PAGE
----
In a letter sent to a Suffolk hospital last week, Virginia’s state registrar detailed how the children of same-sex parents should be handled on birth certificates to make sure both parents are listed.
“when there are two female spouses in a legal marriage both spouses can be listed on their child’s birth certificate when one of the spouses is the gestational mother,” reads the letter.
Janet M. Reiny (yes, the same Rainey who was the defendant in the Bostic. V. Rainey case which overturned Virginia’s ban on same-sex marriage, wrote the letter in her professional capacity as state registrar.
“These are important steps toward implementing marriage equality in Virginia,” said ACLU of Virginia Legal Director Rebecca Glenberg who sent out a press release praising Rainey for clarifying the issue. “All Virginia agencies should be carefully reviewing their procedures to ensure that the marriages of same-sex couples are treated the same as all other marriages.”
The ACLU of Virginia clarified what the state registrar’s letter meant:
Under Virginia law, when a married woman gives birth as a result of assisted conception (e.g., artificial insemination or in vitro fertilization), she and her spouse are presumed to be the legal parents of the child, and both spouses are listed as parents on the birth certificate. Under the new procedures, this presumption applies to same-sex spouses just as it does to opposite sex spouses.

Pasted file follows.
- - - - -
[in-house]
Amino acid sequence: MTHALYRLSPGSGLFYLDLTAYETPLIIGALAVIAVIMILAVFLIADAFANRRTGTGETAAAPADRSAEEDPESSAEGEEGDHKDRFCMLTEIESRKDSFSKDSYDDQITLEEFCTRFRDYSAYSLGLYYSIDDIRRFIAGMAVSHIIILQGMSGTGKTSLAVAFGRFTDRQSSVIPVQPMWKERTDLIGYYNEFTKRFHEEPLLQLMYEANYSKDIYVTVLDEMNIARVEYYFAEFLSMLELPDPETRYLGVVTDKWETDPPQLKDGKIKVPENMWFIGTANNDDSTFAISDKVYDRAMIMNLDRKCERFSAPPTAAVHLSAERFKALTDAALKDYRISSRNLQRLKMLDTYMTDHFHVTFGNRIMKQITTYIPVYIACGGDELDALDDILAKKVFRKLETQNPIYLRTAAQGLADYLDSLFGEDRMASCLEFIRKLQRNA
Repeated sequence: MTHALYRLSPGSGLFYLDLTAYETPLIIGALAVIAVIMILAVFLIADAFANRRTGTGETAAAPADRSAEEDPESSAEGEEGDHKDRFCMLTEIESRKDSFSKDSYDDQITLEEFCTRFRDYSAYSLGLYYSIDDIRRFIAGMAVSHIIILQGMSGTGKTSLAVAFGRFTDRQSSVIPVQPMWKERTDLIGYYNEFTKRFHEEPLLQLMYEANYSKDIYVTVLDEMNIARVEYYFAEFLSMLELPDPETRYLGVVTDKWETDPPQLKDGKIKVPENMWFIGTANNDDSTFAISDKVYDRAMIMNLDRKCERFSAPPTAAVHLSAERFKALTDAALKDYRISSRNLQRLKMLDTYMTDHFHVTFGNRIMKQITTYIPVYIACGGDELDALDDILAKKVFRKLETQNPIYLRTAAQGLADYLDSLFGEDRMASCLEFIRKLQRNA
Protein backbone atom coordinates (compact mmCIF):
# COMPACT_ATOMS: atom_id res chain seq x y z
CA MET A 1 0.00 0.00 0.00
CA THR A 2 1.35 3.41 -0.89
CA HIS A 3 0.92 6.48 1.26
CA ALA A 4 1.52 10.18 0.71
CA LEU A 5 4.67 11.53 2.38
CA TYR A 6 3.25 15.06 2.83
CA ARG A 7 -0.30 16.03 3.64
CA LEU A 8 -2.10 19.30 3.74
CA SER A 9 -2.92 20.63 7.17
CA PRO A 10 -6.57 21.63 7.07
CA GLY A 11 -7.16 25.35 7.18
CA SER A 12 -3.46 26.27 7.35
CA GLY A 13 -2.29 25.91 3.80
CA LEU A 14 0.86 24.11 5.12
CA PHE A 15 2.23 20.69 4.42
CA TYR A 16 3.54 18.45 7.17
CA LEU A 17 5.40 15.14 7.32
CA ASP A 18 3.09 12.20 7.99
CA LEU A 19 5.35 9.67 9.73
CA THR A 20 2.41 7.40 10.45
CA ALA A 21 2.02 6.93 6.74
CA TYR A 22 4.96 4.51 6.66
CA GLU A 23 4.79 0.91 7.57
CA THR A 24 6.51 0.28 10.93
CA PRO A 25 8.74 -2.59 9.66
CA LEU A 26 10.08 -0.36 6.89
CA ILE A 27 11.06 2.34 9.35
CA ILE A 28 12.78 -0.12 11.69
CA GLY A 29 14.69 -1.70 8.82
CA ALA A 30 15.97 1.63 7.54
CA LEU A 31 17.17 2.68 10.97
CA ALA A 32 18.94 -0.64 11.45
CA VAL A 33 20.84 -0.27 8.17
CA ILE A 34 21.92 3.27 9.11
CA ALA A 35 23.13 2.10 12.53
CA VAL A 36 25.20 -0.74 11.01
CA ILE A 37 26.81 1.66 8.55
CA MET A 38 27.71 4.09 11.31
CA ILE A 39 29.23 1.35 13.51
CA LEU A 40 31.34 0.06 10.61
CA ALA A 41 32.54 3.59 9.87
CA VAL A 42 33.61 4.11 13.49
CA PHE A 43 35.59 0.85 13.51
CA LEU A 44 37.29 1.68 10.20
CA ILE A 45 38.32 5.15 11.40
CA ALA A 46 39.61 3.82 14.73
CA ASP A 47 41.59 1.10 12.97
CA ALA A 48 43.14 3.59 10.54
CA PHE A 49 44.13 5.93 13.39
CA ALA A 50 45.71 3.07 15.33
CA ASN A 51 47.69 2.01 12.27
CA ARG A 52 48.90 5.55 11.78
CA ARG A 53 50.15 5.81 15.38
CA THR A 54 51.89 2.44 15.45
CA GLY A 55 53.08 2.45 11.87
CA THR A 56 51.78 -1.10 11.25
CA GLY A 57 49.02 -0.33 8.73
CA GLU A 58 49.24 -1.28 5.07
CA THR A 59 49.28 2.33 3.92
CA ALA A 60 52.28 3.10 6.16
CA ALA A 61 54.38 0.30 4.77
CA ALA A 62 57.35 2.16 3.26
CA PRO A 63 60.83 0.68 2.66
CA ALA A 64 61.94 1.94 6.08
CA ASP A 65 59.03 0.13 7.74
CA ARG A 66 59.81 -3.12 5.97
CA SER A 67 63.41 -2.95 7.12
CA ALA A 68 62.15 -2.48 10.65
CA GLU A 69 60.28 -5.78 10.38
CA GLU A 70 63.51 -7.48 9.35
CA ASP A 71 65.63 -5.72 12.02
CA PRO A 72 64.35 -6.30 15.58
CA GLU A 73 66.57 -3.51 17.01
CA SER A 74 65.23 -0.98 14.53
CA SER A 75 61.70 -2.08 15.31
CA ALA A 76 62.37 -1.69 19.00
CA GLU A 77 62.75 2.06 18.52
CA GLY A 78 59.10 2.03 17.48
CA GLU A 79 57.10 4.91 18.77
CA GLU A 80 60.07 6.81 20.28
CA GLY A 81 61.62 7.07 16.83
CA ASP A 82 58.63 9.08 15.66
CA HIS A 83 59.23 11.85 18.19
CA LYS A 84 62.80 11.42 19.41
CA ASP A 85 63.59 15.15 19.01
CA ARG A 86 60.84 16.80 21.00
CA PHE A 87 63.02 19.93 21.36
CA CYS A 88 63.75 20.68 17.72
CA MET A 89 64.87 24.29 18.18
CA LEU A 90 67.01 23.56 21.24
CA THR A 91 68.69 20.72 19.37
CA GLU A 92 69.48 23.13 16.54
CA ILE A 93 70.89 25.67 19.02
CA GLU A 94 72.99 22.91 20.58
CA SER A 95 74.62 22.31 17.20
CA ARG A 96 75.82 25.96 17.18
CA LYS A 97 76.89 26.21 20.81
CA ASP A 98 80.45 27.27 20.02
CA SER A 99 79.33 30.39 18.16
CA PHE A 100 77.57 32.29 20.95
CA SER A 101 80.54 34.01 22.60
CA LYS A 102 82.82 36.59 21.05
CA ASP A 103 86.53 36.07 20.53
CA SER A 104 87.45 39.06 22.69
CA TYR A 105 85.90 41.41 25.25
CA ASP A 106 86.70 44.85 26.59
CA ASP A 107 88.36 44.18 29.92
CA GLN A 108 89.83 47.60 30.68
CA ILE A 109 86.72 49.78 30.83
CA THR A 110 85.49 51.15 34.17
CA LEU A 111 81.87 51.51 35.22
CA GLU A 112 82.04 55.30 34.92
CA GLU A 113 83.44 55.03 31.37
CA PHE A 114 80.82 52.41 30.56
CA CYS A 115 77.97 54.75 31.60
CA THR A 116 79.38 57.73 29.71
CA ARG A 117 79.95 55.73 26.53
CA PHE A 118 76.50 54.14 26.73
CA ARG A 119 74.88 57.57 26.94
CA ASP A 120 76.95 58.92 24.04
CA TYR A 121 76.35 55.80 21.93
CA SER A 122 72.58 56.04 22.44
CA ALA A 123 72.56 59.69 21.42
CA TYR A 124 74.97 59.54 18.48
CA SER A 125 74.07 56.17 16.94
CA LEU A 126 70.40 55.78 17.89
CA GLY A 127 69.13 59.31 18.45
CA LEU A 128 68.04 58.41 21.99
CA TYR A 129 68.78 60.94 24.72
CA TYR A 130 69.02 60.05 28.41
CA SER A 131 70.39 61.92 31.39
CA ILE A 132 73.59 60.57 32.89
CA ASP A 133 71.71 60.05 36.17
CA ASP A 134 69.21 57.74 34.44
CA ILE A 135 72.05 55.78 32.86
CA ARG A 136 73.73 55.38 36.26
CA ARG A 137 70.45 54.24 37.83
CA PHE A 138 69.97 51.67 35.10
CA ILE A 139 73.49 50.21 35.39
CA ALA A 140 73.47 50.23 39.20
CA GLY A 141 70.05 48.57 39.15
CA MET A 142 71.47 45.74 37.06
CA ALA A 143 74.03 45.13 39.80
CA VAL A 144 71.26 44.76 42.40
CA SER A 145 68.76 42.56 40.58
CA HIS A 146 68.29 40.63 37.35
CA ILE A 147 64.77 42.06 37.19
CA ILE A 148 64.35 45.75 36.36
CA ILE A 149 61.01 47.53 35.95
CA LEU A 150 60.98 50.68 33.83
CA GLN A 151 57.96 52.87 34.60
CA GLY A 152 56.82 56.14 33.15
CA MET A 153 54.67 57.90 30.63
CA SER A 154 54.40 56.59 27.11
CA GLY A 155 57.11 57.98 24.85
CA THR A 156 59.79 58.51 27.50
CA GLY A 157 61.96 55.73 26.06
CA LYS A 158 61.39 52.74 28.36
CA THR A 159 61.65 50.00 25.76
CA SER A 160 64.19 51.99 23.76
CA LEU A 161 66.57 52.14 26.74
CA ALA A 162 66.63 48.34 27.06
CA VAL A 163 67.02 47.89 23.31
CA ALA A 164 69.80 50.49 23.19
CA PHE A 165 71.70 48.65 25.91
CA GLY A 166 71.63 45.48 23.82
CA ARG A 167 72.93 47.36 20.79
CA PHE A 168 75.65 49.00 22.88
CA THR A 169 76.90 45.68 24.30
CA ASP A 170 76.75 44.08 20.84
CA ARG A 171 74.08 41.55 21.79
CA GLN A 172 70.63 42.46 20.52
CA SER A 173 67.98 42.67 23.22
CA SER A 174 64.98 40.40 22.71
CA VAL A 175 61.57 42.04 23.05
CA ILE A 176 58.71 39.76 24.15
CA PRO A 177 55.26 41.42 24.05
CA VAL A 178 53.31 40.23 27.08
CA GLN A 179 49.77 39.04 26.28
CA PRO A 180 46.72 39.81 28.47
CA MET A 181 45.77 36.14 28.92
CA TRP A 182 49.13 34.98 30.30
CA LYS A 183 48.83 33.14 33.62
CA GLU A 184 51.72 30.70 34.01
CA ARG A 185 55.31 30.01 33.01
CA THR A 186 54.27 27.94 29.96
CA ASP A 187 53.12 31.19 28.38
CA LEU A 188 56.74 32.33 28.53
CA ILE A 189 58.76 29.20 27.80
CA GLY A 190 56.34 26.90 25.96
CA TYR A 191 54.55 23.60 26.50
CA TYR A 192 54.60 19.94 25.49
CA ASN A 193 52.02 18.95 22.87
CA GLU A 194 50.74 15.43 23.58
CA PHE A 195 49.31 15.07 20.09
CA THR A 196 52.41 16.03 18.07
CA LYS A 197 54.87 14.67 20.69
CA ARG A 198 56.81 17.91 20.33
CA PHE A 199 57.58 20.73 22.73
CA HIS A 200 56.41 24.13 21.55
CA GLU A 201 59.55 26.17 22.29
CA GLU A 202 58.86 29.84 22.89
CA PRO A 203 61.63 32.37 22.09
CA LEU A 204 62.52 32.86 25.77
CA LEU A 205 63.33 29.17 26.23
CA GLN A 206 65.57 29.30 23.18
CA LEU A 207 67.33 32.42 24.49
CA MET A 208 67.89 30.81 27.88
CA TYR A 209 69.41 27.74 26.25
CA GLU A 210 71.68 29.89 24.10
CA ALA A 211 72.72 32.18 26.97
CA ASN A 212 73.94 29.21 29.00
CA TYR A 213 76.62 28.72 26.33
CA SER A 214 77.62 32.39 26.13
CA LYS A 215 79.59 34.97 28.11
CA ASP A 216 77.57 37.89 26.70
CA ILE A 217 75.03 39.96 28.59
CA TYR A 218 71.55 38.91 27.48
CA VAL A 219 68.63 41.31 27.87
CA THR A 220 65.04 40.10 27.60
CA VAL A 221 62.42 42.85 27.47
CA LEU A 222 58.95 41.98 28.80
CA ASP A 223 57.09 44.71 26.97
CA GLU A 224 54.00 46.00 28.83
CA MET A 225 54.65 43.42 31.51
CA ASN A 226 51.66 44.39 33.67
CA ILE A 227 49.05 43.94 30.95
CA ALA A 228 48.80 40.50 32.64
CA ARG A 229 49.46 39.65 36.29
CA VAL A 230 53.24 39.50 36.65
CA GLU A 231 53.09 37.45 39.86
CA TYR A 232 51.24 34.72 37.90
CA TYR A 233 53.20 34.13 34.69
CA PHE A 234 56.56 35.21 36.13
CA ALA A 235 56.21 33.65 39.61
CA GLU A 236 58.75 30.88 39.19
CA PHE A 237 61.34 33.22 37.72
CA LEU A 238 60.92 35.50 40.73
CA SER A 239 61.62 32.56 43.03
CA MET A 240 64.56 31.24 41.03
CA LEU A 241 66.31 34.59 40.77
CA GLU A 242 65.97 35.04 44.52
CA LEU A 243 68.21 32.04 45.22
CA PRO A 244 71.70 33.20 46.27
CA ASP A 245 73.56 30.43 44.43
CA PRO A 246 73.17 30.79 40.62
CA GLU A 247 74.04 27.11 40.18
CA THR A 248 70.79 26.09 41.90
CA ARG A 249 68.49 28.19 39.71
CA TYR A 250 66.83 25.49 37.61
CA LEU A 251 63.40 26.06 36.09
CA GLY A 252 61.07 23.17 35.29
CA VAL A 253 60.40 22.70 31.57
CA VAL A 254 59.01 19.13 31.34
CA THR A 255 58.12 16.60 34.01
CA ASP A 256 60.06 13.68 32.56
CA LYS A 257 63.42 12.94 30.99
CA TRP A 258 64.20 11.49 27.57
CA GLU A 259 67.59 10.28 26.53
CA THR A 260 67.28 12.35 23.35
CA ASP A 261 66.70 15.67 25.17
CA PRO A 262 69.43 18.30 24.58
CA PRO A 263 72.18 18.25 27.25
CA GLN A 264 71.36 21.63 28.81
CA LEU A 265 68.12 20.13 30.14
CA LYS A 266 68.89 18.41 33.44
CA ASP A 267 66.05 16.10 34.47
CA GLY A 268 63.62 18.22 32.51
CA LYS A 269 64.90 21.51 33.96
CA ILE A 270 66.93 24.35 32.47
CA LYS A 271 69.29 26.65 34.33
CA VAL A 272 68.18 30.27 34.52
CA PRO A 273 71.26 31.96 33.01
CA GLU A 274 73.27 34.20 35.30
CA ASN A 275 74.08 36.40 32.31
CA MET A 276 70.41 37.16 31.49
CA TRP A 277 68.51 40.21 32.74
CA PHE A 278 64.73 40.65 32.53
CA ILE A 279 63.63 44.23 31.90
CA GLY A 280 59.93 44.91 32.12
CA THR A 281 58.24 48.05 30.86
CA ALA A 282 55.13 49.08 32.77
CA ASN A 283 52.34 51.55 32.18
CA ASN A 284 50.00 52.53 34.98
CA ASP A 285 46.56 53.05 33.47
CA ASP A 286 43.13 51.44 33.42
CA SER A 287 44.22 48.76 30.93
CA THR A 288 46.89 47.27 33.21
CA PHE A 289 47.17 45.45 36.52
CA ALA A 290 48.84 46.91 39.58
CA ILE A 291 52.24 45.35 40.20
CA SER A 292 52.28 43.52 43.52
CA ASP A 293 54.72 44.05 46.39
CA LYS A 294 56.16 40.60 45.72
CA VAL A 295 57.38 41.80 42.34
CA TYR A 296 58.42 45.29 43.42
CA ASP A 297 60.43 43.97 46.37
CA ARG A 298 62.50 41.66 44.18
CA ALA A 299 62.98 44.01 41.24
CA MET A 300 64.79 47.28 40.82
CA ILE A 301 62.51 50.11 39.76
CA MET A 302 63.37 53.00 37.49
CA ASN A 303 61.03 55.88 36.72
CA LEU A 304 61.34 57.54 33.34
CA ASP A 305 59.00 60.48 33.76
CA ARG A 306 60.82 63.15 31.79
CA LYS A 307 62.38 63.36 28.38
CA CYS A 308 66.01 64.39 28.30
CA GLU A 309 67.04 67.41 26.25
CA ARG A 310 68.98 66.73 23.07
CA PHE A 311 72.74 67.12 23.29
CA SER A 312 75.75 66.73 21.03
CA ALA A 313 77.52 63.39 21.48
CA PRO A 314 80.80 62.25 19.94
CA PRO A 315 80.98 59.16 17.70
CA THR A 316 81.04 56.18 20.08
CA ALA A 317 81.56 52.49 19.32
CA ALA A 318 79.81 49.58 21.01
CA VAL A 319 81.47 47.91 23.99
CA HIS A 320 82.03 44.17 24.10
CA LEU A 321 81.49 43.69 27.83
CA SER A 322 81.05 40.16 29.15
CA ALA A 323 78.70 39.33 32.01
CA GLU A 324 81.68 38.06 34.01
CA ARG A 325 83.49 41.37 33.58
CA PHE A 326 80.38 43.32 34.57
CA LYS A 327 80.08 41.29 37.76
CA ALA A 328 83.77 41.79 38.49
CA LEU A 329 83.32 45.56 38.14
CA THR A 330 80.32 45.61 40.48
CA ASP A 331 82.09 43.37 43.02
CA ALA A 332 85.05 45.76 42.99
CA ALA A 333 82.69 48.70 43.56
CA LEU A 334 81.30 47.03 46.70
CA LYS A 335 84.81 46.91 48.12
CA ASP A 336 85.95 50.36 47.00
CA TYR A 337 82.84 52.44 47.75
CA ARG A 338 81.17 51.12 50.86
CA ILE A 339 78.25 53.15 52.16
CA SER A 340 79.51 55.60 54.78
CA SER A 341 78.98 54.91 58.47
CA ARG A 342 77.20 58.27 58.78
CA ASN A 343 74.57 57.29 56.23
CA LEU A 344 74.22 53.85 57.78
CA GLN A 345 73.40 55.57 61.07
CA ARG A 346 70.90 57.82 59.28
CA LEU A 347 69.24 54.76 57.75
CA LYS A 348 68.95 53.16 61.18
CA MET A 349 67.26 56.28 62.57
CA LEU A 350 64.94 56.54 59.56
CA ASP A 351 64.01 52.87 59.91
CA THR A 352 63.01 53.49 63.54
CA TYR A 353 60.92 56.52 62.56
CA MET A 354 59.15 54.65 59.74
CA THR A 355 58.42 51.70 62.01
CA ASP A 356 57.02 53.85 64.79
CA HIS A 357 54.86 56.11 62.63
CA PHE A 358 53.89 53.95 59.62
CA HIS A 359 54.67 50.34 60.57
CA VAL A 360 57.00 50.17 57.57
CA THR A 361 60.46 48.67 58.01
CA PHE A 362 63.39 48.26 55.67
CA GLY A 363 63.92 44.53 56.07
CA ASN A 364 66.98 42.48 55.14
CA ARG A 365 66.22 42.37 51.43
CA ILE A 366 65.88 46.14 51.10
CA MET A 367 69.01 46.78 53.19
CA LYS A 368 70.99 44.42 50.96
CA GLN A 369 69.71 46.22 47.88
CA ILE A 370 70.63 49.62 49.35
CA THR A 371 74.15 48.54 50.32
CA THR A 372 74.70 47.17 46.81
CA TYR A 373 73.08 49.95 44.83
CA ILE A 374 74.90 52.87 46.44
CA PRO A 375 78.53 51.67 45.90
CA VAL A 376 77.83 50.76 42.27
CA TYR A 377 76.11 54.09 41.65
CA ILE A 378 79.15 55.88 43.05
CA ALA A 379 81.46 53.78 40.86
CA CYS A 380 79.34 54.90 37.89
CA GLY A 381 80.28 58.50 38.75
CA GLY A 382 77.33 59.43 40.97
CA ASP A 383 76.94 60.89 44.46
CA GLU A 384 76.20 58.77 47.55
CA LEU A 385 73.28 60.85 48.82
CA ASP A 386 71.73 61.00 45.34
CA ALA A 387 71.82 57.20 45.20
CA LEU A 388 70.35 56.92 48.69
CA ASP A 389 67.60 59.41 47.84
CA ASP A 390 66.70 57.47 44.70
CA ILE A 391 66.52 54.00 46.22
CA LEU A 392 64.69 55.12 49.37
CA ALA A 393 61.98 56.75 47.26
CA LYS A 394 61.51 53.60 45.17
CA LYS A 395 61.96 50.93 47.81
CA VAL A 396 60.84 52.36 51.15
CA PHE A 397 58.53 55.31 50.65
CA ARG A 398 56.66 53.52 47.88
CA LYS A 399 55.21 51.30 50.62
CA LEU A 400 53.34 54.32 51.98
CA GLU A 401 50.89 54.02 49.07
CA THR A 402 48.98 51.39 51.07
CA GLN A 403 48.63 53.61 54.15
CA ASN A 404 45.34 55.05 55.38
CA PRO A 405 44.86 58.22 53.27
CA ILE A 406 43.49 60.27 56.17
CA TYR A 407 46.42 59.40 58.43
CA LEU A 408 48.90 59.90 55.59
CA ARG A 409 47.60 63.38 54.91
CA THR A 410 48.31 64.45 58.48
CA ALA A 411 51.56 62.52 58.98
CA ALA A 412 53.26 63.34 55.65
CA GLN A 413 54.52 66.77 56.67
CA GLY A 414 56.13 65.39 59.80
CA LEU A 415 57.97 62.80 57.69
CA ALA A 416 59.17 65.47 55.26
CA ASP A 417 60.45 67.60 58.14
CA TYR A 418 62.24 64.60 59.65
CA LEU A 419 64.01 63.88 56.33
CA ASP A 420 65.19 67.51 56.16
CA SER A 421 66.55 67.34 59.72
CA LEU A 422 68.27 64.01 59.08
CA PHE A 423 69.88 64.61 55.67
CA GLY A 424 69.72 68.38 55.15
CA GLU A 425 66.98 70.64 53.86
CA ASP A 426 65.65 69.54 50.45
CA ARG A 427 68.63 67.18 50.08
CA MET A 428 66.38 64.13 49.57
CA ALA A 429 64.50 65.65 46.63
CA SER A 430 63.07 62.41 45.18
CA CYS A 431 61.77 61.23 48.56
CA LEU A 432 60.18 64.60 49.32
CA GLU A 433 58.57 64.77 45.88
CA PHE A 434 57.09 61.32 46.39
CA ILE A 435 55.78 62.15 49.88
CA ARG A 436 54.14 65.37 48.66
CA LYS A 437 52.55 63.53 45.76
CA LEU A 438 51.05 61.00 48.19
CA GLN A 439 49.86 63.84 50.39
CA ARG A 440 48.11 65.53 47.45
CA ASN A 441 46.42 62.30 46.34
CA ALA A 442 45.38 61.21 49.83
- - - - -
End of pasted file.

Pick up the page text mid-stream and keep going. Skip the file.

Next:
One of the same-sex couples who sued Virginia for the ban on their union, Christy Berghoff and Victoria Kidd (top image left and middle), took steps to make their child Lydia’s (top image right) birth certificate accurate in response to the new ruling.
“We have always been a two-parent family,” said Christy. “Victoria has always been as much Lydia’s mother as I have, and we are thrilled that Lydia will finally have a birth certificate that reflects that reality.”
Prior to this new directive, Lydia only had Christy listed as her mother on the legal document.